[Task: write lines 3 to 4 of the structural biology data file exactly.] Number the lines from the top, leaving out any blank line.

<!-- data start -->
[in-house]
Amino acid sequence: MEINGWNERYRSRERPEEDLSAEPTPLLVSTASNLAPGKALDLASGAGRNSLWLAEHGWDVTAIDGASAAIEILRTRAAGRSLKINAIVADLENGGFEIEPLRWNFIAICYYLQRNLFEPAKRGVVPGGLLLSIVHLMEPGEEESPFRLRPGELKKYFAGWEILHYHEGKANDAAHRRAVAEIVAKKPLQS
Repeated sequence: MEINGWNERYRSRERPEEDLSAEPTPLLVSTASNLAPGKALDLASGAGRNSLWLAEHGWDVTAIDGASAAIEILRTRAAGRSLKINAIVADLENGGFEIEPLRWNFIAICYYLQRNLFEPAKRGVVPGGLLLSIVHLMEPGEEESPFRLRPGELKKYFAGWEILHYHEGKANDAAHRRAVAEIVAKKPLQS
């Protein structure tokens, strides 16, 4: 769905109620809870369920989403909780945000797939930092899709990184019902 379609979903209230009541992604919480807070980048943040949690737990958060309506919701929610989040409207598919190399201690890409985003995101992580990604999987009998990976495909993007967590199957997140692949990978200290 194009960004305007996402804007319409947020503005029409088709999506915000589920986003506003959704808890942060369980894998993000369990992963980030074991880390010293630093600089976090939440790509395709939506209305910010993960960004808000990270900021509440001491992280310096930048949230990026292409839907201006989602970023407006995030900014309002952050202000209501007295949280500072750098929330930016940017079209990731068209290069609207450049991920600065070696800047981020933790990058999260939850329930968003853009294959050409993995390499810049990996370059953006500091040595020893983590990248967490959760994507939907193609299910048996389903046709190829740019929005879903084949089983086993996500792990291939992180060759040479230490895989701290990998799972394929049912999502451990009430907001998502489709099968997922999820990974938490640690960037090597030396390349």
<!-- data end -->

Repeated sequence: MEINGWNERYRSRERPEEDLSAEPTPLLVSTASNLAPGKALDLASGAGRNSLWLAEHGWDVTAIDGASAAIEILRTRAAGRSLKINAIVADLENGGFEIEPLRWNFIAICYYLQRNLFEPAKRGVVPGGLLLSIVHLMEPGEEESPFRLRPGELKKYFAGWEILHYHEGKANDAAHRRAVAEIVAKKPLQS
């Protein structure tokens, strides 16, 4: 769905109620809870369920989403909780945000797939930092899709990184019902 379609979903209230009541992604919480807070980048943040949690737990958060309506919701929610989040409207598919190399201690890409985003995101992580990604999987009998990976495909993007967590199957997140692949990978200290 194009960004305007996402804007319409947020503005029409088709999506915000589920986003506003959704808890942060369980894998993000369990992963980030074991880390010293630093600089976090939440790509395709939506209305910010993960960004808000990270900021509440001491992280310096930048949230990026292409839907201006989602970023407006995030900014309002952050202000209501007295949280500072750098929330930016940017079209990731068209290069609207450049991920600065070696800047981020933790990058999260939850329930968003853009294959050409993995390499810049990996370059953006500091040595020893983590990248967490959760994507939907193609299910048996389903046709190829740019929005879903084949089983086993996500792990291939992180060759040479230490895989701290990998799972394929049912999502451990009430907001998502489709099968997922999820990974938490640690960037090597030396390349």